With the growing number of aviation tradeshows to select from each year, it becomes impossible to attend all. How do you determine which to skip?All tradeshows require investment. Consider your ROI when looking at the costs of attending and exhibiting at aviation tradeshows.

The cost of each show varies, but all demand a significant investment of resources. Both in hard costs and in people power. The average fabrication cost of a booth at larger shows is around $160 per square foot. And that doesn’t include the booth space fees. Or the creative development. Or staffing.

Don’t get me wrong. We are advocates of tradeshows. The networking they provide delivers one of the highest returns on investment in business aviation. But in an environment where we are all being asked to justify the bottom line, you have to be sure the tradeshows you’re considering draw your current and potential customers. Customers, too, are getting overwhelmed with the number of shows and are making the same ROI decisions about which to attend.

What to Ask When Determining Tradeshow ROI

  1. What is the overarching goal you are trying to accomplish by exhibiting? There are many reasons to attend: brand awareness, connecting with specific prospects or clients, launching a product, supporting an existing partnership, generating leads, solidifying existing leads. Knowing which is most important can dictate which show best delivers.

  2. Do you have the staff to support the event properly without taking away from other company initiatives? Account for the cost of prep hours, set-up time, staff for the booth and show follow-up. It adds up.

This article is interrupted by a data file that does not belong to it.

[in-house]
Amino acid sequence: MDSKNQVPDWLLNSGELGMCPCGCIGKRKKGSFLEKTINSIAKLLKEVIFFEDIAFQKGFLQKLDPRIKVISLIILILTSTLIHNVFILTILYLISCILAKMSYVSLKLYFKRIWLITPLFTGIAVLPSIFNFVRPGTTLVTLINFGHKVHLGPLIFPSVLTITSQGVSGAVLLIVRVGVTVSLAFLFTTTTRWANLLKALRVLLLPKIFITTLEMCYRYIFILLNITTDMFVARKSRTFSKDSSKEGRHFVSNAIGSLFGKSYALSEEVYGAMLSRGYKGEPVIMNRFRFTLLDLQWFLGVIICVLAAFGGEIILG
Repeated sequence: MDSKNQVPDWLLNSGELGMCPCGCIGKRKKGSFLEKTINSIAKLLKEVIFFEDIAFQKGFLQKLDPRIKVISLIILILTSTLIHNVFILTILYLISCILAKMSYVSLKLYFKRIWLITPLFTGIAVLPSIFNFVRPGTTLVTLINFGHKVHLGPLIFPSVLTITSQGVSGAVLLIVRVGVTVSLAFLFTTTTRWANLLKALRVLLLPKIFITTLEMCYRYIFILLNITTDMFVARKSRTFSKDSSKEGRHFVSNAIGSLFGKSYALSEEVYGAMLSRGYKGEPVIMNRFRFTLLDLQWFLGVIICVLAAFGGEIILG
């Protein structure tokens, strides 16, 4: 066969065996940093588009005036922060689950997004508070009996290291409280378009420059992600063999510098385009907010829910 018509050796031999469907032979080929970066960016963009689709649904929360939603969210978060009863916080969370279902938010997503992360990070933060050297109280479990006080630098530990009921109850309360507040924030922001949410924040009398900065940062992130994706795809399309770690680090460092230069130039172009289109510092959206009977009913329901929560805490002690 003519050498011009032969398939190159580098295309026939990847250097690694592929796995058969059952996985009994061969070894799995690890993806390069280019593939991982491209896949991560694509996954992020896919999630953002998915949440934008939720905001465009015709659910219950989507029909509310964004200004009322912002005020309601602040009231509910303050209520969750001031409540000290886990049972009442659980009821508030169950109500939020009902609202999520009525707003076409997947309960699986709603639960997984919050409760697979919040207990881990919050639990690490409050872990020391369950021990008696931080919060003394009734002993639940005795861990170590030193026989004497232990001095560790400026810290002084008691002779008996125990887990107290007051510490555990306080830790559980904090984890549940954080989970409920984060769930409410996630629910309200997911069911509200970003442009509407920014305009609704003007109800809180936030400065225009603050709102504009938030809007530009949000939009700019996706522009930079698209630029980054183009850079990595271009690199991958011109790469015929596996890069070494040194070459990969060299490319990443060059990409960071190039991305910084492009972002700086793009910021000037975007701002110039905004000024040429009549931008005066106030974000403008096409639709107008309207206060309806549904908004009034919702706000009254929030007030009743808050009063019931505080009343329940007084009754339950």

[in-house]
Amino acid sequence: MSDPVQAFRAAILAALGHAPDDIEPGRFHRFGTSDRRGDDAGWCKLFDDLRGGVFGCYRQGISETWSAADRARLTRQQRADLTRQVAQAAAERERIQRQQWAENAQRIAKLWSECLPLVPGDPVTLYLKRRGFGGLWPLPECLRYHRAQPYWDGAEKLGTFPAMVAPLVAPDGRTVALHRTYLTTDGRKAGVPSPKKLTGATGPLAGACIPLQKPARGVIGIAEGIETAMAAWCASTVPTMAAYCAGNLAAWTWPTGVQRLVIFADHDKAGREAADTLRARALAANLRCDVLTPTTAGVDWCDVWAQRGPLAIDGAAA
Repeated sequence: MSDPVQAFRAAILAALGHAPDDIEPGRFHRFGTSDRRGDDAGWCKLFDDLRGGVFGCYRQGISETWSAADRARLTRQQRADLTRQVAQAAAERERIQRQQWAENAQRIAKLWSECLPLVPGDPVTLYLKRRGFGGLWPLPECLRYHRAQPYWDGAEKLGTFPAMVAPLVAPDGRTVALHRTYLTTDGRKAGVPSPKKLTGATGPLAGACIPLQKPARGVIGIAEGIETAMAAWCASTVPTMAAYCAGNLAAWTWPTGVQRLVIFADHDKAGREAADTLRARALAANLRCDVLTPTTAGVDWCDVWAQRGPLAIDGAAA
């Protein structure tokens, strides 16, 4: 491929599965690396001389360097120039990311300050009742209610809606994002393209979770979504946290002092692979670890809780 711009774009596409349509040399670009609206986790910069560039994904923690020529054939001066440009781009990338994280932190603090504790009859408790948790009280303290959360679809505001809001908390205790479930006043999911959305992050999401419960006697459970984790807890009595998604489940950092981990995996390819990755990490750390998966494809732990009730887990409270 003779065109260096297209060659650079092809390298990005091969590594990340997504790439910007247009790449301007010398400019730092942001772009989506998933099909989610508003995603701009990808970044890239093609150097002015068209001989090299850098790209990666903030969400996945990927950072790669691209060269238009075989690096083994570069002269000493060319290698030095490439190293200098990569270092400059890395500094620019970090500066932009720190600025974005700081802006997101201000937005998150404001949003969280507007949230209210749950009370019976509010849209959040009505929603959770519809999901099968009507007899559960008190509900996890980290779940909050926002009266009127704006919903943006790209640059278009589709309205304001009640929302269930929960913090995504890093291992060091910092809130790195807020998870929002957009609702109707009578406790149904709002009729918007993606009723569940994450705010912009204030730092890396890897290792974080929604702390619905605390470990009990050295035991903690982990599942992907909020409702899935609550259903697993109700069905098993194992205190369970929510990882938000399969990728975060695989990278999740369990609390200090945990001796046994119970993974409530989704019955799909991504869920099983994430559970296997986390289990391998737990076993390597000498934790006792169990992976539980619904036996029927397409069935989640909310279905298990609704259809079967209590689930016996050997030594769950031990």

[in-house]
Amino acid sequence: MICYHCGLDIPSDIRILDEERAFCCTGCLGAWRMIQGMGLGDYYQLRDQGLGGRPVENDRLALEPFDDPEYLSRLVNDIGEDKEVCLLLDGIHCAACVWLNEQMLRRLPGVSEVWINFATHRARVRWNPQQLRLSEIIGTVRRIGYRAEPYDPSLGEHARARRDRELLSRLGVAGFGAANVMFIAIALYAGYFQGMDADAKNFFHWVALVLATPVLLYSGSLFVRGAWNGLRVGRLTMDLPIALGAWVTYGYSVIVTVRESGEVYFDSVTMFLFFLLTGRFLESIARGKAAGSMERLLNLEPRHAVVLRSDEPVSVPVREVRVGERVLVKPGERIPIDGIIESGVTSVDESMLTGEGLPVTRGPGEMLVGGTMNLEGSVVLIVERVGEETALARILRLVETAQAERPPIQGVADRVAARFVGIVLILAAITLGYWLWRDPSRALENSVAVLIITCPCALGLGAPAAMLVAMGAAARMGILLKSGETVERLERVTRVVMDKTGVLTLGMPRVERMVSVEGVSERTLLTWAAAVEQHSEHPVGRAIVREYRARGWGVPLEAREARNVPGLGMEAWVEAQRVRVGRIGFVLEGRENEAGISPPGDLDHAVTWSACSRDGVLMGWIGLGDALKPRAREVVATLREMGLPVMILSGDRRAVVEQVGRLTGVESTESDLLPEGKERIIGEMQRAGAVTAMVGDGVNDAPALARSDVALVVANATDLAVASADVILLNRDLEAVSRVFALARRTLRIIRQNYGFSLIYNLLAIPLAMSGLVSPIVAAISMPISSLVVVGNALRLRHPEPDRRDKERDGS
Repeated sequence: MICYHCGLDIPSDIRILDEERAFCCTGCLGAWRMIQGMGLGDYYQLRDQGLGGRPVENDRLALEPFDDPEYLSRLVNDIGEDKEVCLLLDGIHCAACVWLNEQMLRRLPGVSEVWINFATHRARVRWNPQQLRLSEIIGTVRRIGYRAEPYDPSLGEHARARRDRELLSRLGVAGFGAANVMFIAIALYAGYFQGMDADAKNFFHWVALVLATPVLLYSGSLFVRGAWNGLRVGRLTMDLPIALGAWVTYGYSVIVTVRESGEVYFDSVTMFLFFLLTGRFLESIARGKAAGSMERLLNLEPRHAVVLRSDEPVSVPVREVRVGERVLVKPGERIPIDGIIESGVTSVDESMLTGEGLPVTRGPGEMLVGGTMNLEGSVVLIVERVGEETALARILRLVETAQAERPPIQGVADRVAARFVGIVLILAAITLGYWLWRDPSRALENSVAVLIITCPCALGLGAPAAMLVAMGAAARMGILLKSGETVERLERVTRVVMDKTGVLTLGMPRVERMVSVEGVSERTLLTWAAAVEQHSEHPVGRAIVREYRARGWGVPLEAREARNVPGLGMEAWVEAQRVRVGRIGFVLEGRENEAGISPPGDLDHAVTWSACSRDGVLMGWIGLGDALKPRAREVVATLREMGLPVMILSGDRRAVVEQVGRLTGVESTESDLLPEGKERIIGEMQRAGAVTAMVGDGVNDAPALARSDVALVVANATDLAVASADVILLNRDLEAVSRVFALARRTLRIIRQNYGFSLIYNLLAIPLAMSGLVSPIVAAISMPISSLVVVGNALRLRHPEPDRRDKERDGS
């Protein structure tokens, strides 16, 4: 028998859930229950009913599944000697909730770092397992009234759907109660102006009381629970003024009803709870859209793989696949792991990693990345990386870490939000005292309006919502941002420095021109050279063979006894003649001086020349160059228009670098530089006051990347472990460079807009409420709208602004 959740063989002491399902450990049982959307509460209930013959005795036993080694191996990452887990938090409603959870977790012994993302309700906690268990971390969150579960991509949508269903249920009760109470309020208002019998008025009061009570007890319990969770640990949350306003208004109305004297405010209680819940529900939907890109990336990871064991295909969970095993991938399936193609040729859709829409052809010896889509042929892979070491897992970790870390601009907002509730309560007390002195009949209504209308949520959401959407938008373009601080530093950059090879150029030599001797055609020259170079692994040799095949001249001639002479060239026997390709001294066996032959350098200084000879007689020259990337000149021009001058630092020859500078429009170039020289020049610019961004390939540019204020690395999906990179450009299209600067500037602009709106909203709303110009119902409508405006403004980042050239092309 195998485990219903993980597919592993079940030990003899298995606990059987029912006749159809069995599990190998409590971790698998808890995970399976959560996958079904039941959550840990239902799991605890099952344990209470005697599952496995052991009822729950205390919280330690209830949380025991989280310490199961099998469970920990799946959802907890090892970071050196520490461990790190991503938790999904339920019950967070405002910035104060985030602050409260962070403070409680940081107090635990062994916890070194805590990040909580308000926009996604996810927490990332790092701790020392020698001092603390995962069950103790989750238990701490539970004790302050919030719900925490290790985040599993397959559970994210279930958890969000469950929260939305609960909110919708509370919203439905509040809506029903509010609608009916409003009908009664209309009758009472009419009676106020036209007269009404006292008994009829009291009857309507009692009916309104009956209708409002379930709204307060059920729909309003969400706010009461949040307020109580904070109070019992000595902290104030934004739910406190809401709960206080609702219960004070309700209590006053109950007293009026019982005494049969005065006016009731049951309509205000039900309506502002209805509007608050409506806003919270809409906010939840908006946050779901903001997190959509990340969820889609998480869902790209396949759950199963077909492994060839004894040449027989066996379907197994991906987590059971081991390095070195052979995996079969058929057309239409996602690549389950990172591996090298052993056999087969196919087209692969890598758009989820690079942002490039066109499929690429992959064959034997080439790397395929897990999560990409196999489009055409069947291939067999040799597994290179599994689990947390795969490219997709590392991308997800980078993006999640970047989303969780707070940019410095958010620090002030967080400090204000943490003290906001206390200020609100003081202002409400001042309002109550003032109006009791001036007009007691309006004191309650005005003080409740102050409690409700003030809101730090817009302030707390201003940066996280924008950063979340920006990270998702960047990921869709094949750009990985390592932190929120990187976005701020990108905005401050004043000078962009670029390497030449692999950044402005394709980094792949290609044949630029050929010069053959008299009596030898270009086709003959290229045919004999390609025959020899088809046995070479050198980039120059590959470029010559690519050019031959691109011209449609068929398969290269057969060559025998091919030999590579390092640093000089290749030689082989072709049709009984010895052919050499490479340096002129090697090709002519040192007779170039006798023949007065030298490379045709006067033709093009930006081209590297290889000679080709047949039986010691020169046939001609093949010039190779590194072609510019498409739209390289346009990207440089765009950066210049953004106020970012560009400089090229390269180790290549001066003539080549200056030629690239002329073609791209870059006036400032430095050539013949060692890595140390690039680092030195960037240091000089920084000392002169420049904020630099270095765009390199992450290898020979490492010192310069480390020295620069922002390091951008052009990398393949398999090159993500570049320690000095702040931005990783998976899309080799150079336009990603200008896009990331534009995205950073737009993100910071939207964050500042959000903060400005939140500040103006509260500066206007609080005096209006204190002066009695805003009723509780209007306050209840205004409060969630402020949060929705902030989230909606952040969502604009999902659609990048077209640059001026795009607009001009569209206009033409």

3. What do you know about the target market that attends the show? Ensure it aligns To exhibit at an aviation tradeshow or not exhibit at an aviation tradeshow. Check your ROI.with your key prospects for business development.

  4. If two shows are close together, would you get more ROI if you focus on one versus splitting your efforts on both?

  5. If this is a show you attend annually, what’s your booth attendance been like over the last three years? Evaluate you traffic – an increase, decrease, same – to identify shifts that may be taking place.

  6. What’s the quality of your booth attendance over the past three years? You care about more than quantity. Consider whether you’re talking more to vendors than to high-quality prospective buyers of your product or service. And think about how many leads you’re converting to actual new business.

  7. Could you accomplish the same goal by having a presence, but sending a smaller group of staff and/or scaling down your booth?

  8. Have you directly asked your sales staff what tools or strategic changes you could make in your booth to provide better returns for them? The more marketing and sales talk, the better.

  9. Are there any shows that could be replaced with an alternative event where you don’t have to share attention with so many others (i.e. all the other exhibitors)?

  10. How are you tracking tradeshow ROI after the event? Ensure you have an action plan for the leads you generate and that you have the capacity to properly handle follow up.

If In Doubt, Lean Toward Attending

These questions offer a starting point for discussion. I hope they prompt some rigorous debate. NBAA 2015 is now only 16 weeks away. So as you plan, consider what efforts would produce the greatest ROI. There’s still time to adjust.

This column ran in the July 30 issue of BlueSky Business Aviation News.